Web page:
- Editor-in-chief and CEO of Warp News - fact-based optimistic news.
- Founder and chairman of the Warp Institute.
- Former Member of Parliament and Deputy Mayor.
- Founder of four startups. (The latest is building AI tools for schools.)
- I live in an apartment in Stockholm, Sweden, and in an 18th-century cottage in Småland.
- Husband to Emma, and father to Teddy.
The Angry Optimist
It was during my time as a Member of Parliament that I became an angry optimist.
Optimist because I met world-leading researchers and entrepreneurs and saw the bright future they were creating. Angry at how they were dismissed by pessimists and their ideas were drowned in a negative news feed, causing us to miss important opportunities.
They also had one thing in common: They were all optimists - and not naive.
I got a key insight, that dramatically changed my life: The future is created by optimists.
My driving force has always been to try to make the world a better place. Now I realized that the best way to have an impact, was to gather the world's optimists in a community.
That's why I left the Parliament and started the Warp Institute foundation, with the goal of leveling up humanity, together with the world's optimists.
Originally I’m from the heart of the whine belt, Närke, Sweden. Not the wine belt, the whine belt. Where complaining is central to life. So optimism didn’t come naturally to me…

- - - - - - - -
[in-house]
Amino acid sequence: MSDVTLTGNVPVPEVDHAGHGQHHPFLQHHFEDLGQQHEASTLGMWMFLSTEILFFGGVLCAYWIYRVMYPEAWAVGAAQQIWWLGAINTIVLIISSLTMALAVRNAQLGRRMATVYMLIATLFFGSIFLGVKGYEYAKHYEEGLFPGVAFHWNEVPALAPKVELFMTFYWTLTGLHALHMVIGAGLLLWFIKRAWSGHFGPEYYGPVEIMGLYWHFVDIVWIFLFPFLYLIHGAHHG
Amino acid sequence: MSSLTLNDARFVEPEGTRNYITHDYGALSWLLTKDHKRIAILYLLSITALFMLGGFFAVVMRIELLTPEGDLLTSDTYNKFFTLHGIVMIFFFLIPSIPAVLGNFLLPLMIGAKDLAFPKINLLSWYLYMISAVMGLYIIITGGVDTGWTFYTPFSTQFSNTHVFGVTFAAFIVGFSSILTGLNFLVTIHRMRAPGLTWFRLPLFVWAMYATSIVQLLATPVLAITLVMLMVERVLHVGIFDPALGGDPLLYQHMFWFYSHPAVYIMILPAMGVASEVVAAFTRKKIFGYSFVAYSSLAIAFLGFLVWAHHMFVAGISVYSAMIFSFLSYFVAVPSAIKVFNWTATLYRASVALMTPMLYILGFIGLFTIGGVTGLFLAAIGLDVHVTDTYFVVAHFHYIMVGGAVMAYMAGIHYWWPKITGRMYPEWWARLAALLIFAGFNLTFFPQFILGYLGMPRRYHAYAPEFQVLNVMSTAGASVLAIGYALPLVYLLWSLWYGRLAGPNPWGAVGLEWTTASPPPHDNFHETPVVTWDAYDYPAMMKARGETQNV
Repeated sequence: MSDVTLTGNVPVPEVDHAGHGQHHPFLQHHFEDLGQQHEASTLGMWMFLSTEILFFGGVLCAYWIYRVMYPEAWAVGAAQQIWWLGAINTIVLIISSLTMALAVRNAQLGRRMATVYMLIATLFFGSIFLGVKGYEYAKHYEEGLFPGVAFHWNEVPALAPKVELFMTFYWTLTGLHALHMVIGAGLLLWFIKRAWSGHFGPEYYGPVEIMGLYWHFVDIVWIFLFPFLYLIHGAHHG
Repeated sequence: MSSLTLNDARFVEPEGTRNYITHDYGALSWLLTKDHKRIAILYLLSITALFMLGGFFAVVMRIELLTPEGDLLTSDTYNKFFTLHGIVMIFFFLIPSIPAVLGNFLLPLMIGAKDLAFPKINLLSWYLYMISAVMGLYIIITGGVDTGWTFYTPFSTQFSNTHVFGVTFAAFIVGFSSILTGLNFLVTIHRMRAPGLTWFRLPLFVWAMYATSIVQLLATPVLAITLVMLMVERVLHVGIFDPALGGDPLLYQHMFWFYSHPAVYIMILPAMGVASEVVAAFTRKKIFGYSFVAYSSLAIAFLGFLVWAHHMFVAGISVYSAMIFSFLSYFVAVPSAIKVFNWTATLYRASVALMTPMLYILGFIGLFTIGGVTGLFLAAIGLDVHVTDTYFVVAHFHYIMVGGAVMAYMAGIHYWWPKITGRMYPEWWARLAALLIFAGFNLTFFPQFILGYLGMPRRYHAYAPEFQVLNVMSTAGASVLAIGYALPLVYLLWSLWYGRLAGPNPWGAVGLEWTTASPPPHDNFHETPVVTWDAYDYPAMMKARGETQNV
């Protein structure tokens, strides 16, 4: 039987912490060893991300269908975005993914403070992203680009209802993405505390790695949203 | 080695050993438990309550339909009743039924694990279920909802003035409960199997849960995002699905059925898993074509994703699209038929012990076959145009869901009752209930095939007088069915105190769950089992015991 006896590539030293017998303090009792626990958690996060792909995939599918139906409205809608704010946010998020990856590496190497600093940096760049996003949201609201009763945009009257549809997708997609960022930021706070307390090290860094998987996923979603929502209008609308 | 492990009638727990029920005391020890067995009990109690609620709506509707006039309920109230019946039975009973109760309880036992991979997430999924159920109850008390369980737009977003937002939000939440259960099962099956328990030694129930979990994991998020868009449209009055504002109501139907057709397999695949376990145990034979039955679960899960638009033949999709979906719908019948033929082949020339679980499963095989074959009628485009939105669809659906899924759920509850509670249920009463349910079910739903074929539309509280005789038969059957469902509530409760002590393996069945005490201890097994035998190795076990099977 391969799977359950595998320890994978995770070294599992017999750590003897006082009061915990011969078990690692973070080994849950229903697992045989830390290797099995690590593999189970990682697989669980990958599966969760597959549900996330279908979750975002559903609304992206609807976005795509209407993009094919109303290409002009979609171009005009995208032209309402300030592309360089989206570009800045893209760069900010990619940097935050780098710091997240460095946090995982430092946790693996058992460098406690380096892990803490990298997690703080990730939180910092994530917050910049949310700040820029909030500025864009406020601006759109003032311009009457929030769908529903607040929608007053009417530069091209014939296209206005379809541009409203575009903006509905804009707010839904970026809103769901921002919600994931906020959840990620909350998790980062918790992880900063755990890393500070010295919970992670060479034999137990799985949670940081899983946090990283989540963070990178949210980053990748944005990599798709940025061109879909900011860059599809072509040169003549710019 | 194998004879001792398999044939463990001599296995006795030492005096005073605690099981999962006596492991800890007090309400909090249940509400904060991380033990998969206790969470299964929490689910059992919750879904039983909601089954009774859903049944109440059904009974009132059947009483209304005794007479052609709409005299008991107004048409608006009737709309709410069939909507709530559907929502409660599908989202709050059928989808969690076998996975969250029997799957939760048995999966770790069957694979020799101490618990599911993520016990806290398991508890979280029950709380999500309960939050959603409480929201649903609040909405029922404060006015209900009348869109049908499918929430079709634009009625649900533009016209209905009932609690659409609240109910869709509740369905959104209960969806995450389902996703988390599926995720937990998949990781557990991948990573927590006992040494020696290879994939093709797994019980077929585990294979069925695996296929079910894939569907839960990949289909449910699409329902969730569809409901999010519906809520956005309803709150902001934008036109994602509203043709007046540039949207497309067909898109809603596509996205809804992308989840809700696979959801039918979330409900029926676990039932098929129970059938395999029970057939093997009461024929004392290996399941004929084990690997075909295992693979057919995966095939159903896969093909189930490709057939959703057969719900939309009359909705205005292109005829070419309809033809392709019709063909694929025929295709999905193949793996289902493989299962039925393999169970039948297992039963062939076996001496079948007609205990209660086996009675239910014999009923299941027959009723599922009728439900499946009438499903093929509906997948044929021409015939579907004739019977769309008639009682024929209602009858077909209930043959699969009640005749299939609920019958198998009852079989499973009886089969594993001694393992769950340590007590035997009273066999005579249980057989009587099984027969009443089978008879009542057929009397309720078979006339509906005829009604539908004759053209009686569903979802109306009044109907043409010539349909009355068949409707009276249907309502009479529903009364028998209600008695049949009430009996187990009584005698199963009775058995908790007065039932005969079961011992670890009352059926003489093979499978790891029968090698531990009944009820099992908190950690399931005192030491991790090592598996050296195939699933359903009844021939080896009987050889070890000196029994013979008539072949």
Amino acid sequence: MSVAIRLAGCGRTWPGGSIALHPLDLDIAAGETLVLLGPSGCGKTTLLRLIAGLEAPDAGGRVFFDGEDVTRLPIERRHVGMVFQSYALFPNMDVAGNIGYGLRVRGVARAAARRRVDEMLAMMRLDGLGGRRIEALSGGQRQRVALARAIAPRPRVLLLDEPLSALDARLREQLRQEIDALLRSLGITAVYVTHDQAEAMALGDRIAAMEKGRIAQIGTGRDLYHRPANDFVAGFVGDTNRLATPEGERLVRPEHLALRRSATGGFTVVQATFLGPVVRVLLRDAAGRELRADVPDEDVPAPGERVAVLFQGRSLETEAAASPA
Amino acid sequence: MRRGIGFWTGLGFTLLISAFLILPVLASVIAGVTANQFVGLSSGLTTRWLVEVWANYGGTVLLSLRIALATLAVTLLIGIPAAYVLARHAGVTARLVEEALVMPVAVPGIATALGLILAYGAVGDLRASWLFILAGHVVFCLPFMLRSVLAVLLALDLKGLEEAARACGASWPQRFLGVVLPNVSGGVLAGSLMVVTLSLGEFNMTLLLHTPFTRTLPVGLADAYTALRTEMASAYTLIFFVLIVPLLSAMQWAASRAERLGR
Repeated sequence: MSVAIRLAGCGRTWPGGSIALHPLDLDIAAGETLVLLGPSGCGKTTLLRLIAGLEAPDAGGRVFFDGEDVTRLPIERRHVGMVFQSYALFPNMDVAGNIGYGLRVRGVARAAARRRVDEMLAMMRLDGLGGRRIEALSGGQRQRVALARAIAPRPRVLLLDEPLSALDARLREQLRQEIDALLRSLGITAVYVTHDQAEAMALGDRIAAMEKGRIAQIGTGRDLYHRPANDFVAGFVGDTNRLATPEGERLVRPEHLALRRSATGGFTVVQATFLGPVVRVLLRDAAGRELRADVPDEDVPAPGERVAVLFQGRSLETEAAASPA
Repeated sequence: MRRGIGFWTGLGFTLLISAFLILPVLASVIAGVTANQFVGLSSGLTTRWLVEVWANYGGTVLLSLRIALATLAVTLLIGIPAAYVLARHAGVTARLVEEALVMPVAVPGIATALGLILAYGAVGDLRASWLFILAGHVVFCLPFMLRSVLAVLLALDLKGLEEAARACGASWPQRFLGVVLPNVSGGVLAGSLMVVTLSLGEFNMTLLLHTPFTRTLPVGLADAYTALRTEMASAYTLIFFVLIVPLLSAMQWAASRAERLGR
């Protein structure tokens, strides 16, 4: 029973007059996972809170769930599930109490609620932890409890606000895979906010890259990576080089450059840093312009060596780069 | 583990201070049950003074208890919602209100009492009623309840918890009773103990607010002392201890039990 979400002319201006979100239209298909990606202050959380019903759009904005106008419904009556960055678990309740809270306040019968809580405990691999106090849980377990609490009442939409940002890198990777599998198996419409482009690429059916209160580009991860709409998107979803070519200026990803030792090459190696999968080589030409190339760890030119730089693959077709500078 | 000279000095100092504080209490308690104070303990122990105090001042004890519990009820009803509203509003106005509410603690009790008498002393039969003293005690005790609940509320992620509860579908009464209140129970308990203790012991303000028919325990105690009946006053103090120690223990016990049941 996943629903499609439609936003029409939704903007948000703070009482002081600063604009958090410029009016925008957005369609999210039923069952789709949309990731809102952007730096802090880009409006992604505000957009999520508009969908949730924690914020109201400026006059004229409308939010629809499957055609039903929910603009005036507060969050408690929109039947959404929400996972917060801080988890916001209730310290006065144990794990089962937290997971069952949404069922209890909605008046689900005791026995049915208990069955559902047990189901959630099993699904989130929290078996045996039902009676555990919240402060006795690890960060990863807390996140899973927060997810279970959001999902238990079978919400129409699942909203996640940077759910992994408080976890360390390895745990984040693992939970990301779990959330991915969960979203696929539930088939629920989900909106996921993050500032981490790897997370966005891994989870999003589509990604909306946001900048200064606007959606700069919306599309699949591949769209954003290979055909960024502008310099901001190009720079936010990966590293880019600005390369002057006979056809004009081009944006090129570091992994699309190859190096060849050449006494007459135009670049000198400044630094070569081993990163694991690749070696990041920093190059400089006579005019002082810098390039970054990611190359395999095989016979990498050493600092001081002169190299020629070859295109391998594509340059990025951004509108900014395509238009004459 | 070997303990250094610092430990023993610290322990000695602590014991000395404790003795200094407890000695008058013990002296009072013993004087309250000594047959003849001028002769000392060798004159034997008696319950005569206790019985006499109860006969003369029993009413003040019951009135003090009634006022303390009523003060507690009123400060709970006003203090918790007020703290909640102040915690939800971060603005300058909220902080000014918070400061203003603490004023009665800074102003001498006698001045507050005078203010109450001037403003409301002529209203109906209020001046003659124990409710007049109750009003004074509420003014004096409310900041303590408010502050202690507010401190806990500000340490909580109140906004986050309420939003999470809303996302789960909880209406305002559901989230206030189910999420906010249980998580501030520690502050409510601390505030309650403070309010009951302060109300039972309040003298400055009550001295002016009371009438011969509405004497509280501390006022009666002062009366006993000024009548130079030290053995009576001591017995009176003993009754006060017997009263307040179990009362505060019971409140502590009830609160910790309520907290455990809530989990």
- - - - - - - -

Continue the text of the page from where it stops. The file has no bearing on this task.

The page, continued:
I live in Stockholm, but what I call home is our cottage in southern Småland. From the 18th century, with grass on the roof, long-horned highland cattle as the closest neighbors, and a lake where I swim in the summers.
My biggest interest is reading books. I love to delve into someone's specialized knowledge or be transported into an author's world. In recent years, the number has increased, and now I read over a hundred books a year.
I share the cottage and life with the joyful, gorgeous Emma. We actually met on Twitter... Together we have Teddy. He was born on May 4th, on Star Wars Day. So every birthday, I get to say: I am your father!
Teddy is named after my grandfather, whose actual name was Tadeusz. A Polish name that no Swede could pronounce correctly, so instead he was called Teddy.
He came to Sweden during World War II, when he fled from Norway, where he was a prisoner of war, in a German work camp. A dramatic life story, which I have written about here.
Swedish door-to-door canvassing record
I hold the unofficial Swedish record in door-to-door canvassing, knocking on 10,001 doors during the 2010 election campaign.
To launch the campaign me and my buddy Jonathan Liberman made this video. It's in Swedish, but you will have no trouble understanding it anyway...
The world's first bitcoin candidate